“The Imagineering Story” on Disney+ Will Blast You Out of your Living Room

TV Review



“The Imagineering Story” is a magical journey that will transport you to you favorite Disney theme parks.

Zion Hendley, Staff Writer

Documentaries in school are typically known to be boring and dreadful, leaving us asleep at our desks, but “The Imagineering Story” on Disney+ kept me reeled in with its details and history behind all of the magic behind one of my favorite places in the world: Disney World, making me reconsider how I feel about the documentary genre in general.

The “Imagineering Story” is a six episode documentary series that takes viewers on the journey of Walt Disney theme parks around the world.  Featuring interviews with former “imagineers,” as they are called, and executives, the series gives us an all-access pass behind the scenes, revealing their experience working on their projects, sometimes even alongside Disney himself.  It locks in on key moments in Disney’s history while also going into the depths of blueprints to reveal what may come in the future. 

I have been to Disney World three times in my life, most recently this past September.  Each time, Disney has been able to amaze me with new attractions and its beautiful sights and sounds.  The insanely specific details in Cinderella’s castle, the joyful parades full of characters throughout the day, then the bright, colorful lights that fill the land as the sun drops and darkness arrives. The parks have a completely different atmosphere than any other amusement or theme park, living up to being their moniker as the“Most Magical Place on Earth.”  

The documentary begins by detailing the history of DisneyLand in California.  From Walt Disney’s first thought of building the park with the inspiration of making a fun place for him to spend time with his daughters to the first layer of cement placed at the site, the first episode documents Disney’s brainstorming, blueprints, and smaller models that were later built into the real thing.

Although he had gone three times over his budget and had to sell his home, Disney never lost faith in his dream and kept going.

Just two months after the grand opening, Disneyland had already reached its one millionth visitor despite all of the bad remarks it was receiving from the press since the park was so rushed and attractions were unfinished.

I was inspired by Disney’s mindset as he strived to make his dream into a reality.  He understood that the road to building his dream would not be easy, but he stayed consistent with his positive attitude.  As the press continued to bash his park he went on to say “Disneyland will never be completed.  It will continue to grow as long as there is imagination left in the world. It is something that will never be finished.”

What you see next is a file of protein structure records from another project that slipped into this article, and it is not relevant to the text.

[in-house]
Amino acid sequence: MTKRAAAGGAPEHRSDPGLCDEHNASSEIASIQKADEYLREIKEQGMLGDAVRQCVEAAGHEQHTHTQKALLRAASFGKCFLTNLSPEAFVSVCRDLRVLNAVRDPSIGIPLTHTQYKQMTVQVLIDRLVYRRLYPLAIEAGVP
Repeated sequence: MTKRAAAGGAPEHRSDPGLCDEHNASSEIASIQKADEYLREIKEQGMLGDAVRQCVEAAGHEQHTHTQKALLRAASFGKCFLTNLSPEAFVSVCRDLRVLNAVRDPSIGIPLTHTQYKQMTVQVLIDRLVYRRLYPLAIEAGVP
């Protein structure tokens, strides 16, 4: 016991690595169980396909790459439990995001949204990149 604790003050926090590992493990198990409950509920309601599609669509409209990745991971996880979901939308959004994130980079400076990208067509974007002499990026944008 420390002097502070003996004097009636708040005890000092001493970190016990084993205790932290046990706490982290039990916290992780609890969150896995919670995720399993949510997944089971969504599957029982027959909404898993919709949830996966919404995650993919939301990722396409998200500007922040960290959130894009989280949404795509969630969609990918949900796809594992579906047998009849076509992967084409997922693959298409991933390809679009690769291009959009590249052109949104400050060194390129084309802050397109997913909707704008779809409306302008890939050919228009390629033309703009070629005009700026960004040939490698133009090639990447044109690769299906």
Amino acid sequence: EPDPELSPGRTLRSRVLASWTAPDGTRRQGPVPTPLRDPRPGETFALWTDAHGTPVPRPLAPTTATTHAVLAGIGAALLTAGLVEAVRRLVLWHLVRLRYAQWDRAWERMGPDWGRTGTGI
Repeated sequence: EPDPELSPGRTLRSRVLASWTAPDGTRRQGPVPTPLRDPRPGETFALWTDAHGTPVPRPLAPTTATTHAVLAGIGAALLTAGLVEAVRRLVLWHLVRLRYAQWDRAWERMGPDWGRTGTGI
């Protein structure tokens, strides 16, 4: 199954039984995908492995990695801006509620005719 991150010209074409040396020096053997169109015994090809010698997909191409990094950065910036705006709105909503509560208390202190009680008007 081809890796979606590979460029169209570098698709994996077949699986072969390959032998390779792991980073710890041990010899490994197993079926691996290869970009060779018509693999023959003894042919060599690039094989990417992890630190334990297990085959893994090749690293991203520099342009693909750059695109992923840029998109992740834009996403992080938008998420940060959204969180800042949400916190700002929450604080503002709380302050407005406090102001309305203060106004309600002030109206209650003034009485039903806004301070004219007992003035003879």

The imagineers, the heart and soul of Disney parks, are the people that build and “imagine” everything you see at each and every park.  They take simple ideas and enhance them to become attractions that people all over the world come to ride and experience.

The creation of Splash Mountain really epitomizes the creative minds of the imagineers.  The Ride Country Bear Jamboree became old and outdated so they created the Splash Mountain ride with somewhat of the same concept but added a story line and thrill.  The imagineers used the animatronics from the Country Bear ride, updated them, then placed them in the new ride along with adding other animatronics along with it.  

I was most fascinated by the operations of the imagineers, especially watching them create and build some of the rides that I actually got to go on.  

As the years went on, technology advanced which meant that the imagineers had more toys to play with.  More and more projects were completed, but more and more projects kept rolling in.

Imagineers created an advanced audio animatronic Mr. Potato Head that interacted with guests.  It would identify guests as they waited in line to ride Toy Story Mania and tell jokes about them.  The eyes on Mr. Potato Head were screens and every body part could move on him.  My jaw dropped when Mr. Potato head pulled out his ear and put it back into his head like the imagineers programmed him to do.

I am a huge fan of how much Disney valued the thoughts and ideas of others by always keeping an open mind.  Even though he passed away, this tradition remained all throughout all of Disney’s years.  If one person had something to bring to the table, all others listened and tried to find ways to help.  The imagineers remained one big team despite new presidents and owners.  

The idea of giving a behind the scenes look at the Imagineers and what they do brought more value to Disney.  The authenticity and creativity behind every square inch of each park wouldn’t be made possible without them.  Engineering and imagining combined with Walt Disney’s dream made places that will impact generation after generation.  The Imagineering Story showcases the hard work and brains behind all of the magic.